Saturday, 31 December 2011

Do Infants Only Learn "One" Language Well? (2)

Do Infants Only Learn "One" Language Well? (2)
Do Bilingual Children Develop Their “Intelligence” Less?

The myths arise from a combination of factors. Since language is important culturally and politically, these considerations colour numerous arguments, including brain research findings, to favour one “Official” language to the detriment of others.

Certain medical observations have played their part: cases of bi- or multilingual patients completely forgetting one language and not at all another after a head trauma helped foster the idea that languages occupied separate areas in the brain.

Studies conducted at the beginning of the 20th century, which found that bilingual individuals had inferior “intelligence”, were carried out with faulty methodologies, being based mainly on migrant children who were often undernourished and in difficult cultural and social conditions.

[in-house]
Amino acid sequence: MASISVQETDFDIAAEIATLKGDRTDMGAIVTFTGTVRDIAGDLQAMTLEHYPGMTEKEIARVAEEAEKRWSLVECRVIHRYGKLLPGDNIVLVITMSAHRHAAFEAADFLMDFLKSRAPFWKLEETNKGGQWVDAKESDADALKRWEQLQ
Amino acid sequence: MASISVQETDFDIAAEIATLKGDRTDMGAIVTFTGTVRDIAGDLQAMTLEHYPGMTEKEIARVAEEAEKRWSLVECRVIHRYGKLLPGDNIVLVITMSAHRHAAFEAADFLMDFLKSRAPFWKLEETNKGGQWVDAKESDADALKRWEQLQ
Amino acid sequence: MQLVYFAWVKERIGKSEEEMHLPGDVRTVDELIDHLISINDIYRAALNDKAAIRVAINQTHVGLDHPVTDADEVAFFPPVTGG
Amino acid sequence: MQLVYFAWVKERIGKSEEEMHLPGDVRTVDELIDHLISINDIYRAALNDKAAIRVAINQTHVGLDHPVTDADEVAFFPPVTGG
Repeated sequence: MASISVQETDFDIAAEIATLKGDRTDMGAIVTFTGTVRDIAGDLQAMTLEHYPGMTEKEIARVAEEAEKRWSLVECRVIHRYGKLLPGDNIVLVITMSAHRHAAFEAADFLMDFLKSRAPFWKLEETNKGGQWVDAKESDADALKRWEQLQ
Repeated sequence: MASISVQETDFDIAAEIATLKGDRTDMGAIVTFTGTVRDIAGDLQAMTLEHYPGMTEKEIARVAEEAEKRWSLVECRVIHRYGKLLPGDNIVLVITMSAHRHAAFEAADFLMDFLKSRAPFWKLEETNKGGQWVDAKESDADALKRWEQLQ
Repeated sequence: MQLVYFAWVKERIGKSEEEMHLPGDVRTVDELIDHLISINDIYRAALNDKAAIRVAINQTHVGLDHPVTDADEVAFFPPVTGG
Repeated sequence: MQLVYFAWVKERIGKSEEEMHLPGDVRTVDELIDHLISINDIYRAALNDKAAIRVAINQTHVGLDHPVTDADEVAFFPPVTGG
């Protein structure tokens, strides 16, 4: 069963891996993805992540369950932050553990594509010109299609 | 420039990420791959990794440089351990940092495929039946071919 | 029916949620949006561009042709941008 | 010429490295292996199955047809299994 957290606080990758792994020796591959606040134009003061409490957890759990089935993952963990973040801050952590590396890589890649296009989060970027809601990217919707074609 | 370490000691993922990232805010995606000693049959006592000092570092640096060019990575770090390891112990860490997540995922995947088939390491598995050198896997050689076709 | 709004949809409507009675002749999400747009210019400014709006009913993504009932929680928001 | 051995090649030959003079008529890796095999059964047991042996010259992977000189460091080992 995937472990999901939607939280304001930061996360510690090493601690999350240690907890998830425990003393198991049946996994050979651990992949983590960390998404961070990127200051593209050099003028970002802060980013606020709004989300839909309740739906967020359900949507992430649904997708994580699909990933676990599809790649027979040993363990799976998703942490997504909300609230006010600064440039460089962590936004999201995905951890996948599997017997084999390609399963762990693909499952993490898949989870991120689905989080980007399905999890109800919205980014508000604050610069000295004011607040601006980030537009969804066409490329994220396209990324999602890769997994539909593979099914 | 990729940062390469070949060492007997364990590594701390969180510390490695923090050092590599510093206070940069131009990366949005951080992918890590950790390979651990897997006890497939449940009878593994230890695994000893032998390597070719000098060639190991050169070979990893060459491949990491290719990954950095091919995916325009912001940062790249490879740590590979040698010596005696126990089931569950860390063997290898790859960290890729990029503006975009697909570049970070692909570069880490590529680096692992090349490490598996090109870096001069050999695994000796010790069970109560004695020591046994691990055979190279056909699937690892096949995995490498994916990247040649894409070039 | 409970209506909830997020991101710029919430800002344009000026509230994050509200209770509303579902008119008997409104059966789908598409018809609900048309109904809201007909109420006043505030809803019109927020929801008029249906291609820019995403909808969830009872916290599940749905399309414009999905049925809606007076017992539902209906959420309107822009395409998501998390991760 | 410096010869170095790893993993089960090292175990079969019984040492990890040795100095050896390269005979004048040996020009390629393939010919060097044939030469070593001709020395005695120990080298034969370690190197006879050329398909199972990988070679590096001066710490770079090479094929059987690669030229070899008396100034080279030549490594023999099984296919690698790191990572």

The protocols should have taken into account that many of these children had started learning the language of their host country around the age of 5, 6, or later, and, without a strong command of that language, they had problems learning other subjects. In short, we cannot meaningfully compare the intelligence of monolingual children from native, often well-off families with that of multilingual children from primarily underprivileged environments with limited family knowledge of the dominant language.

"Understanding the Brain", The Birth of a Learning Science, 2007, page 118

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